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Winemaking Talk - Winemaking Forum

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  1. R

    How do you measure malolactic fermentation

    Vinmetrica offers the SC-50 MLF kit. SC-50 MLF tester We also carry the Sentia system, a little pricey but worth a look for the serious home winemaker.
  2. R

    How do you measure malolactic fermentation

    Corks can pop and spritz develop at WAY BELOW 1 g/L malic acid. Paper chromatography is unlikely to reliably detect below 0.2 g/L, in my experience.
  3. R

    High PH - How Long Until Risk of Spoilage?

    Check the pH meter calibration with saturated cream of tartar
  4. R

    chemistry help needed

    19 g/L is 1.9%TA
  5. R

    chemistry help needed

    Should be pH 13, but most pH meters don't do well above 12 anyway so don't worry too much. I get 6.0 g/L TA from your numbers: (24 mL * 0.1 N / 30 mL sample) * 75 g/eq tartaric acid (not 150 g/mol because there's two protons per molecule; and N is in units of equivalents per L).
  6. R

    When to fortify wine

    If it doesn't taste sweet, maybe it's not. Check SG or ABV by some other method, maybe?
  7. R

    The battle of the pH meter!

    You can do it either way, as long as it's consistent. In fact, we at Vinmetrica are now recommending that, especially with the new electrodes, you not move the probe during calibration or measurement. Simply place in the solution, stir briefly and wait for a stable calibration/reading.
  8. R

    Show Us Your Pets

    Our winery dogs at Little Oaks Winery
  9. R

    Help interpreting wine analysis report

    Your VAs of 0.4 and 0.5 g/100 mL are way high (numbers above 0.15 are usually noticeable and not allowed per CFR). Gusmer reporting malic at <0.3 g/L is not running a sensitive-enough test. You really want to see malic below 0.05, and at least below 0.1, to be sure MLF doesn't spontaneously...
  10. R

    Potassium Metabisulfite & Yeast

    1/4 teaspoon is about 1.4 g KMBS x 0.57 SO2/KMBS = .798 g SO2 in 6 gal x 3.8L/gal = .798g/22.8L = 35 mg/L SO2. Most commercial yeasts can handle this much, and after 8 hours it would be less anyway. When we sulfite our musts we shoot for 50 mg/L SO2 just by the way.
  11. R

    pH storage solution alternative

    I would use pH 4 buffer in a pinch, but prolonged storage in that buffer can deplete the reference electrode's buffer, leading to errors. So get replacement storage solution as soon as possible. Vinmetrica uses essentially 2M potassium chloride in pH 4 reference solution and it is available...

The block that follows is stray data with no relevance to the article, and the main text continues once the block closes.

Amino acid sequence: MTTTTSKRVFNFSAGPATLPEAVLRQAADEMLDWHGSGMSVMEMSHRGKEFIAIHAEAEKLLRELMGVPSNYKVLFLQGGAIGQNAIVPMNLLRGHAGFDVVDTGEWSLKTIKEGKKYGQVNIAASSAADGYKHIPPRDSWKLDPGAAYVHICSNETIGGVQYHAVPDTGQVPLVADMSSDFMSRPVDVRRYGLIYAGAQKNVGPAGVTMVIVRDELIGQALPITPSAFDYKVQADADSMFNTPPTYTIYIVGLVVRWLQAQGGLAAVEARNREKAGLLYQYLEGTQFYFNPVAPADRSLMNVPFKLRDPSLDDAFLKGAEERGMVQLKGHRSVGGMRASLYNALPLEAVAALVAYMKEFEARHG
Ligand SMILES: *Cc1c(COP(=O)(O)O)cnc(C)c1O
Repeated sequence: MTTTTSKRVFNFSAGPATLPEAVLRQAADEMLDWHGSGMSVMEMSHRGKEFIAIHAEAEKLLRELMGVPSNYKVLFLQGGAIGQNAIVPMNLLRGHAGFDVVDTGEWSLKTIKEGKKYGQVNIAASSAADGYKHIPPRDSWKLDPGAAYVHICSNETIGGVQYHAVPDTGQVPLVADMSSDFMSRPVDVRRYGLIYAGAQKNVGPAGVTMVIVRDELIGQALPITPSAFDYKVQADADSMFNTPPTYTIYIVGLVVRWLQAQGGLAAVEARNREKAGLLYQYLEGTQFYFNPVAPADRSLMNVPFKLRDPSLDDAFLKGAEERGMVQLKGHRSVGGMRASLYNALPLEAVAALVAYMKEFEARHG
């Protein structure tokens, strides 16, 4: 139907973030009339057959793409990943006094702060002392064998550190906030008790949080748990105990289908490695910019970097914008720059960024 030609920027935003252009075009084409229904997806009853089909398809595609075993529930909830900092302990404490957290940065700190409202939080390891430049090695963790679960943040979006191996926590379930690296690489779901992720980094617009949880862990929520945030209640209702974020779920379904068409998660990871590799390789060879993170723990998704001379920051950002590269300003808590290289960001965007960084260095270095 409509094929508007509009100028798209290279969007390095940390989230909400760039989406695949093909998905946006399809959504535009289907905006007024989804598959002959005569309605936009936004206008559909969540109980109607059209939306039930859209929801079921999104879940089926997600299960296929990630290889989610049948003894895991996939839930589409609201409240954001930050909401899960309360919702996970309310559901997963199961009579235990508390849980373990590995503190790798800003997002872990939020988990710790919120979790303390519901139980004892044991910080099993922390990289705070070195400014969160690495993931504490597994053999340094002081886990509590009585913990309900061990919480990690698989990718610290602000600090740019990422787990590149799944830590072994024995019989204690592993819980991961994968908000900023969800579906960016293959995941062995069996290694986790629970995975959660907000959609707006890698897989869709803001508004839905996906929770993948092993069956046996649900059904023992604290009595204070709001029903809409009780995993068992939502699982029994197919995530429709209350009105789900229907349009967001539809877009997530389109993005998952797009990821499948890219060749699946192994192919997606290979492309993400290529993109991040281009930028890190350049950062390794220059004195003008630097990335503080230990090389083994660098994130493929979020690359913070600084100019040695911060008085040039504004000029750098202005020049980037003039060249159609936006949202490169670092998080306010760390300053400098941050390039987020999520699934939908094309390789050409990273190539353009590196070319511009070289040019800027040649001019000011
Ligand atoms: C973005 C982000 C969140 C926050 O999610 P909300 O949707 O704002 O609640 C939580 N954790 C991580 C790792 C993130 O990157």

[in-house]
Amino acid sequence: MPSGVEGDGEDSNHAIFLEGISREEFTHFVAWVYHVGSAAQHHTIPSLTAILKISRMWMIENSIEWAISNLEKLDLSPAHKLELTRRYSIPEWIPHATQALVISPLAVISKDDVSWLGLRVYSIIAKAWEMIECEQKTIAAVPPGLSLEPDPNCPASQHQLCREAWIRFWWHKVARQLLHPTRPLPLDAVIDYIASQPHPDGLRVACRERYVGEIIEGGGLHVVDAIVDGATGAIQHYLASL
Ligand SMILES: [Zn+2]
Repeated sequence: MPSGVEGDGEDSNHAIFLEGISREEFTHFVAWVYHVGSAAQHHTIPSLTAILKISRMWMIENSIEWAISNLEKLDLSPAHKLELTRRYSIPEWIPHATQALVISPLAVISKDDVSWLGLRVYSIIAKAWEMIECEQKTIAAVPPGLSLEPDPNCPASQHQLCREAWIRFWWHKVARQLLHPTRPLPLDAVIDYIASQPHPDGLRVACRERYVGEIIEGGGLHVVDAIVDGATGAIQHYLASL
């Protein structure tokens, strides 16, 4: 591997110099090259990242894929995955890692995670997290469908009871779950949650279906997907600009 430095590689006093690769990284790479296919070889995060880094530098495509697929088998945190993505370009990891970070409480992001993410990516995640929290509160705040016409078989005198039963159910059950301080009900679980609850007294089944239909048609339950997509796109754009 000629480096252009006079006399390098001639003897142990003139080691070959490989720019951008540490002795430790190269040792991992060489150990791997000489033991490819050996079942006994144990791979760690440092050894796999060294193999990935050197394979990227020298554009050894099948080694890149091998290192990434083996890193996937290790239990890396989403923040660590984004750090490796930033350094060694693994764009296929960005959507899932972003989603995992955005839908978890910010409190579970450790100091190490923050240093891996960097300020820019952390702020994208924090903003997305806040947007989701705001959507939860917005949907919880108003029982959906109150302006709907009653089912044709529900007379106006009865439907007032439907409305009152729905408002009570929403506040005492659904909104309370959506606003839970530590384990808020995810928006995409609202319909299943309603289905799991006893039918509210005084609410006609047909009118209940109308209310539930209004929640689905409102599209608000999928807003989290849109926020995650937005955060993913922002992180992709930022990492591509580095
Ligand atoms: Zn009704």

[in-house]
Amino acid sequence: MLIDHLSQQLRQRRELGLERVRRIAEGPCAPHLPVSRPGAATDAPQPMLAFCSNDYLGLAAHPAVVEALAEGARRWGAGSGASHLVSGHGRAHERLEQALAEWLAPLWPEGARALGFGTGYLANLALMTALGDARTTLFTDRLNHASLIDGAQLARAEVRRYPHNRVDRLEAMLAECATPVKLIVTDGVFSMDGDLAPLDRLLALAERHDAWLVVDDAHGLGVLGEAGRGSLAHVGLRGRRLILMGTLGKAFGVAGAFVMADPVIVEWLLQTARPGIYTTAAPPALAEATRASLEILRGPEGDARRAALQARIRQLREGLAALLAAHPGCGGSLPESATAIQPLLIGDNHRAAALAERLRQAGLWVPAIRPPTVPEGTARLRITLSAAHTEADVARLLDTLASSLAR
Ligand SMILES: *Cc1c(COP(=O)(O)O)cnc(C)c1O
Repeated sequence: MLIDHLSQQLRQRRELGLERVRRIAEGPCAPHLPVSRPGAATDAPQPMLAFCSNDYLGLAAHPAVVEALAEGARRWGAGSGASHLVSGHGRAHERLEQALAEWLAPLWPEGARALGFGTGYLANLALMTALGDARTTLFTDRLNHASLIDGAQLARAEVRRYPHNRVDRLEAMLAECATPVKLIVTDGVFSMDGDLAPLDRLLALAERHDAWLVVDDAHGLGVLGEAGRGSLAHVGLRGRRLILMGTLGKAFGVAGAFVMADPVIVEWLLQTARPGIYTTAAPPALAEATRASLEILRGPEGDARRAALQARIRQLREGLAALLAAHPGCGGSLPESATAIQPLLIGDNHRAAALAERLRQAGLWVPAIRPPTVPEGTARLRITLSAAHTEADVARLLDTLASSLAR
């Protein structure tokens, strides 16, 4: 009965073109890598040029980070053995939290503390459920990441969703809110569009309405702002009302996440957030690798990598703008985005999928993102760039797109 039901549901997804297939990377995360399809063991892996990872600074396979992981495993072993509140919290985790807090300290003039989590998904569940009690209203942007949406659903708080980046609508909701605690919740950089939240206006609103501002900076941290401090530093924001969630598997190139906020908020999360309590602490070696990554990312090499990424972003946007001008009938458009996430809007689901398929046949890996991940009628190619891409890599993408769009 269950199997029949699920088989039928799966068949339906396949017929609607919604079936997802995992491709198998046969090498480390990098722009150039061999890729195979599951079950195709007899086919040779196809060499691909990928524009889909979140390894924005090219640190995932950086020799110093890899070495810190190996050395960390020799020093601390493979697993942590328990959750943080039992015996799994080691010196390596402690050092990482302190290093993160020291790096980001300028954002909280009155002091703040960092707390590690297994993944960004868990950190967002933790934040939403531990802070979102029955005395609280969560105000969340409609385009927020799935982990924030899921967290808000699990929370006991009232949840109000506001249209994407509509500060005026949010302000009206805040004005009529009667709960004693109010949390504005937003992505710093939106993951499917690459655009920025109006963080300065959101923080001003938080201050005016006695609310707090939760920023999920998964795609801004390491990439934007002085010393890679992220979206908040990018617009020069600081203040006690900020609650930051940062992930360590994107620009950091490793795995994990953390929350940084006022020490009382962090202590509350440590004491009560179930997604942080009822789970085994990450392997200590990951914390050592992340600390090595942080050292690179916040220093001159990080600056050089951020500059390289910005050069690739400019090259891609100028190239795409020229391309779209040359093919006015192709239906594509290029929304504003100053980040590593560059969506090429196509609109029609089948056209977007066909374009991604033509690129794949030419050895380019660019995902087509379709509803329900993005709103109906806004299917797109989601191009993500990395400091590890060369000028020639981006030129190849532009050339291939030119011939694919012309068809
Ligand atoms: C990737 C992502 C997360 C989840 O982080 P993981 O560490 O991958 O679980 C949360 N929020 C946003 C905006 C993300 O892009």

12. R

    Vinmetrica Newb question

    Yes that's correct. Check our support tab at; contact us 760-494-0597, or [email protected] if you need help. -Rich from Vinmetrica
  13. R

    Recommendations for new pH meter?

    I bought what I believe is the same unit (~$15 on Amazon) just for curiosity, to see how/if it works. The instructions are quite rudimentary, and I could not get calibration to work, 2-point or 3-point. When reading their buffers on our Vinmetrica SC-300, the pH 4.00 was fine, but in my hands...
  14. R

    Ascorbic acid in place of acid blend

    Ascorbic acid is a bad choice because it is a very weak acid, so won't bring your pH down as well as acid blend does. Wouldn't recommend it in the future. I'm guessing the taste will be weird, but if it's OK then it won't hurt otherwise.
  15. R

    Commercial wine vs homemade - sulfites

    Most commercial reds have undergone MLF, which is well-known to introduce histamines and other biogenic amines. These compounds can produce migraine-like symptoms (headache, gastric upset) in some individuals. Sulfite is usually NOT the cause of these symptoms, but rather, in rare cases of...
  16. R

    pH Meter Calibration points?

    A good trick is to use cream of tartar, AKA potassium hydrogen tartrate (KHT), to check your accuracy of calibration. Add 1/8 tsp cream of tartar (grocery store stuff is fine as long as it's pure) to 20 mL distilled water and mix well for about 30 seconds. This provides a "saturated solution"...
  17. R

    Residual k meta left in bottles

    Sulfite in water gets oxidized by dissolved oxygen at a rate of about 50% per minute (E. C. Fuller, R. H. Crist, "The Rate of Oxidation of Sulfite Ions by Oxygen" J. Am. Chem. Soc., 1941, 63 (6), pp 1644–1650) Now this rate may vary depending on conditions (and it is reported to be rather...
  18. R

    Ph meters

    :i Just be sure that your pH meter has an accuracy and readability down to 0.02 pH units or better (i.e. 0.01 pH is better). there is a significant difference to winemaking between pH 3.4 and 3.5 for example, but a cheap pH meter may not see that difference.